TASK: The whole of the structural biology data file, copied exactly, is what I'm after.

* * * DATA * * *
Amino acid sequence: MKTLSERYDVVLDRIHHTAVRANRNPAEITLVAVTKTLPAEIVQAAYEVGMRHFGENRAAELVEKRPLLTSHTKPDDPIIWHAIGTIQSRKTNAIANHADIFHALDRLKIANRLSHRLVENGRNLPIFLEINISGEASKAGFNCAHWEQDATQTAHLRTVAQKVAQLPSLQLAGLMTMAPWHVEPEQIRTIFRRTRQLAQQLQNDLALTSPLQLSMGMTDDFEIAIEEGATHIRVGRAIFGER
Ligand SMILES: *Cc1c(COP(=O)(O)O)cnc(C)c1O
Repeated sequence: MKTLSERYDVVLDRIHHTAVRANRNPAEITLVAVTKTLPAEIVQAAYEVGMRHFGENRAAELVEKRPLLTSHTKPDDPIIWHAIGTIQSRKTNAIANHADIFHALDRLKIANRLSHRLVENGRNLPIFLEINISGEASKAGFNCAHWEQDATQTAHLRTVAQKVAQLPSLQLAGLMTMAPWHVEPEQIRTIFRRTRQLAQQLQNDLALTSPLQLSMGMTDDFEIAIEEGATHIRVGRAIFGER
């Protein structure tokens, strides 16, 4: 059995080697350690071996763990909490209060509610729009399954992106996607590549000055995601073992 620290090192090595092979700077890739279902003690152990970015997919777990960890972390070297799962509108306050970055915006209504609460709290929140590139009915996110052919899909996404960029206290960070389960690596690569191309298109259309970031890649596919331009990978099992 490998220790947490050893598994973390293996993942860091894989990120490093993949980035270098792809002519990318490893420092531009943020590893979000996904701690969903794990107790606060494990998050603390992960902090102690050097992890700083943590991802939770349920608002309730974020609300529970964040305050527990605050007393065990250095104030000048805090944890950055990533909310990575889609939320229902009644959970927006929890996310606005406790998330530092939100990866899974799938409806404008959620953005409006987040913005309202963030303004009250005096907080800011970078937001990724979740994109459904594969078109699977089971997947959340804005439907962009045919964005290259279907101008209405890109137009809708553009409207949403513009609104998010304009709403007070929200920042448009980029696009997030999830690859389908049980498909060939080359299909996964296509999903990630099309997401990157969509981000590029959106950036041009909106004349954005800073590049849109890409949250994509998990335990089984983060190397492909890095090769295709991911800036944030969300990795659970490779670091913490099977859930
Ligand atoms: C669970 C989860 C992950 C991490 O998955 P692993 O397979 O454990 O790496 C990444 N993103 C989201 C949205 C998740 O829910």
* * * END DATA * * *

Amino acid sequence: MKTLSERYDVVLDRIHHTAVRANRNPAEITLVAVTKTLPAEIVQAAYEVGMRHFGENRAAELVEKRPLLTSHTKPDDPIIWHAIGTIQSRKTNAIANHADIFHALDRLKIANRLSHRLVENGRNLPIFLEINISGEASKAGFNCAHWEQDATQTAHLRTVAQKVAQLPSLQLAGLMTMAPWHVEPEQIRTIFRRTRQLAQQLQNDLALTSPLQLSMGMTDDFEIAIEEGATHIRVGRAIFGER
Ligand SMILES: *Cc1c(COP(=O)(O)O)cnc(C)c1O
Repeated sequence: MKTLSERYDVVLDRIHHTAVRANRNPAEITLVAVTKTLPAEIVQAAYEVGMRHFGENRAAELVEKRPLLTSHTKPDDPIIWHAIGTIQSRKTNAIANHADIFHALDRLKIANRLSHRLVENGRNLPIFLEINISGEASKAGFNCAHWEQDATQTAHLRTVAQKVAQLPSLQLAGLMTMAPWHVEPEQIRTIFRRTRQLAQQLQNDLALTSPLQLSMGMTDDFEIAIEEGATHIRVGRAIFGER
């Protein structure tokens, strides 16, 4: 059995080697350690071996763990909490209060509610729009399954992106996607590549000055995601073992 620290090192090595092979700077890739279902003690152990970015997919777990960890972390070297799962509108306050970055915006209504609460709290929140590139009915996110052919899909996404960029206290960070389960690596690569191309298109259309970031890649596919331009990978099992 490998220790947490050893598994973390293996993942860091894989990120490093993949980035270098792809002519990318490893420092531009943020590893979000996904701690969903794990107790606060494990998050603390992960902090102690050097992890700083943590991802939770349920608002309730974020609300529970964040305050527990605050007393065990250095104030000048805090944890950055990533909310990575889609939320229902009644959970927006929890996310606005406790998330530092939100990866899974799938409806404008959620953005409006987040913005309202963030303004009250005096907080800011970078937001990724979740994109459904594969078109699977089971997947959340804005439907962009045919964005290259279907101008209405890109137009809708553009409207949403513009609104998010304009709403007070929200920042448009980029696009997030999830690859389908049980498909060939080359299909996964296509999903990630099309997401990157969509981000590029959106950036041009909106004349954005800073590049849109890409949250994509998990335990089984983060190397492909890095090769295709991911800036944030969300990795659970490779670091913490099977859930
Ligand atoms: C669970 C989860 C992950 C991490 O998955 P692993 O397979 O454990 O790496 C990444 N993103 C989201 C949205 C998740 O829910």